If I were on the Caldecott Committee, there is a book I would have added to this year’s list.
Lovabye Dragon by Barbara Joosse.
This is the story of a girl who lives in a castle and longs for a dragon, and a dragon who lives outside and longs for a girl.
This lovely book sends shivers up my spine every time I read it, because of language like this:
One for the Murphys is the story of Carley, a tough, clever twelve-year-old who has always lived with her scrappy, care-free single mother in Las Vegas. The two of them have a decent life, stealing clothes from Salvation Army bins and cutting school when they feel like it. Until Carley’s mother decides to get remarried, and makes a series of awful choices that land her in the hospital and Carley in a foster family. Carley’s life, just like that, is turned upside down. Her mother is out of reach, and she is living with complete strangers. Enter the Murphys: picture perfect American family.
Carley has been through terrible things. She has a right to be angry, and angry she is–at everyone and everything: her mother, her stepfather, her new house, her new school, and this new family that seems too perfect to be real.
But real they turn out to be.
Though only sixteen, Prudence Galewski is no stranger to death. This is New York City, in 1906. Not only is New York teeming with unsanitary, crowded conditions, but Prudence acts as assistant to her mother, a midwife in a time when childbirth was dangerous business. Her father went missing in the Mexican war, and she watched her brother die of infection after he was injured by a horse. Rather than causing fear or aversion, all this death turns Prudence into an activist. When the time comes for her to go to work and help support her family, she asks, “Can a girl find work fighting death?”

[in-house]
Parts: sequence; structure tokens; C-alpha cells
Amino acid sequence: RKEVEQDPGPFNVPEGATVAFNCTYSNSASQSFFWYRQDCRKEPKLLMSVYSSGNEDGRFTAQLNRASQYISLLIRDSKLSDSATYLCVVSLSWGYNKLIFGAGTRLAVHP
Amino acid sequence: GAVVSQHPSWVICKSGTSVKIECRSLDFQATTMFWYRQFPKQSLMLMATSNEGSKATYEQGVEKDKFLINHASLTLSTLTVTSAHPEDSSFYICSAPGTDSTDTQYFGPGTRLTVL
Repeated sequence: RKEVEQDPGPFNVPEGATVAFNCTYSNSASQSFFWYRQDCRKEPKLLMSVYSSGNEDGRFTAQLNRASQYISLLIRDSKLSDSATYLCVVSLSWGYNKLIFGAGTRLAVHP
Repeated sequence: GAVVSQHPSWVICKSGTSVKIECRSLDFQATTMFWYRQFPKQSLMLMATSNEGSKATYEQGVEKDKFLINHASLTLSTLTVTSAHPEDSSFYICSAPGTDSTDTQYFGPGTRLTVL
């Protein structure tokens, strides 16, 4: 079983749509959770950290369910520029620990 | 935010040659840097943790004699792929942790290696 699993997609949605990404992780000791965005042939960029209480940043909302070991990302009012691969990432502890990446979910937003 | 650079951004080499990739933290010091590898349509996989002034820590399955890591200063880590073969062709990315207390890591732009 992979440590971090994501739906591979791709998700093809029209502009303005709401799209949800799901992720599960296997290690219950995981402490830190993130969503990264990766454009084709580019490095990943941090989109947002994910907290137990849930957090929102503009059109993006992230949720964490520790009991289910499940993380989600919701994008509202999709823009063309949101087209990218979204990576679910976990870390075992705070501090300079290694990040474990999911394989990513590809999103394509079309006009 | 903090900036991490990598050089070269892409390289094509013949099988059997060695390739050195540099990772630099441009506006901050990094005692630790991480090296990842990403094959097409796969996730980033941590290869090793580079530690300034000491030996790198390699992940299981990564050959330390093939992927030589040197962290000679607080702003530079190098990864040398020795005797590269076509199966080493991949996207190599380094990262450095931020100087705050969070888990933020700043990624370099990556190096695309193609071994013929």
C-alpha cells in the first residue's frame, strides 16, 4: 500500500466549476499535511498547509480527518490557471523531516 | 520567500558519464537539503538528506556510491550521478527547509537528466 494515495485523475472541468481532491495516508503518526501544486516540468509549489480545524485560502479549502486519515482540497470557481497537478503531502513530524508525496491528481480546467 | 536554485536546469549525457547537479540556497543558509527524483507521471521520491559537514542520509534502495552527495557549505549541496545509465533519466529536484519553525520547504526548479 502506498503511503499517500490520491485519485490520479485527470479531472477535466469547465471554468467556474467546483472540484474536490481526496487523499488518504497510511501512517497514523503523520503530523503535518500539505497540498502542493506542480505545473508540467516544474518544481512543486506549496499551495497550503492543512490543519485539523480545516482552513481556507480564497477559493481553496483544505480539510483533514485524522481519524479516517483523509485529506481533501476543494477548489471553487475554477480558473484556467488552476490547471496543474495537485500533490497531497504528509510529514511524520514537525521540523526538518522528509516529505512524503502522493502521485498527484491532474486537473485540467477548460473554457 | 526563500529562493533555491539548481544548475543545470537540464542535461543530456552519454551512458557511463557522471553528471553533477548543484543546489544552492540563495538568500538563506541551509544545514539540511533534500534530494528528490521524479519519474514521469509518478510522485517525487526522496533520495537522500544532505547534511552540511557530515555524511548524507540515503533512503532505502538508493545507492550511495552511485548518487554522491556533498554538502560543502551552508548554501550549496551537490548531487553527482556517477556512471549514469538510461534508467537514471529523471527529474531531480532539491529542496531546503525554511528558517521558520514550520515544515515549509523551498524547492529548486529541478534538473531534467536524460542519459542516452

It turns out that in 1906 New York, a girl can.
I love character-driven fiction about sisters, dogs, and fairy godmothers, and so do a lot of readers I know… only most of them are girls. Here are some book/movie pairs that work particularly well for girl readers. Not that boys won’t like them, it just might take a little convincing. For titles that might appeal more to boys click here or here.
Because of Winn Dixie by Kate Di Camillo is a charming book, with many ideas to talk about: isolation, being new in a community, the nature of friendship. The book is not so much plot-driven as it is a series of impressions about a small Southern town, where 10-year-old Opal moves with no mother and no friends. Her life turns around when an untrained, dirty, misbehaving stray dog adopts her.
Lonely kid moves to a new town seeking a fresh start, meets colorful characters and finds a Place to Belong. Sound familiar?
This basic storyline shows up a lot in middle-reader chapter books, and it’s a plot that works. Turtle in Paradise, Okay for Now, and Because of Winn Dixie are just a few of the terrific, award-winning books based on this very model. Like The Orphan Finds a Family or the Dystopian Revolt Against Authority, this storyline is often compelling, and when skillfully rendered can rise above stereotype.
Close to Famous does this very sweetly.
Helen Frost’s books for kids are written in verse. When I open these books I see poetry, and feel a flash of panic. Confession: reading poetry intimidates me. What my 12-year-old daughter sees is lots of white space. For her, white space on EVERY PAGE is a happy, happy thing (read more about My Own Reluctant Reader here).
She BURNED through Diamond Willow, also by Helen Frost, and is at this very moment devouring Hidden. I am a happy mother/librarian.
Because of my daughter’s enthusiasm for books in verse, I decided to overcome my resistance to verse and give Hidden a try before handing it over to her. Once I plunged in and started reading, I forgot my trepidation, and I read this captivating book without stopping.
Hidden is the story of Wren, a girl who is accidentally kidnapped when a convenience-store thief steals in her mother’s van to make a getaway. The thief drives the van home and locks it in his garage without realizing that eight-year-old Wren is hiding under a blanket in the back.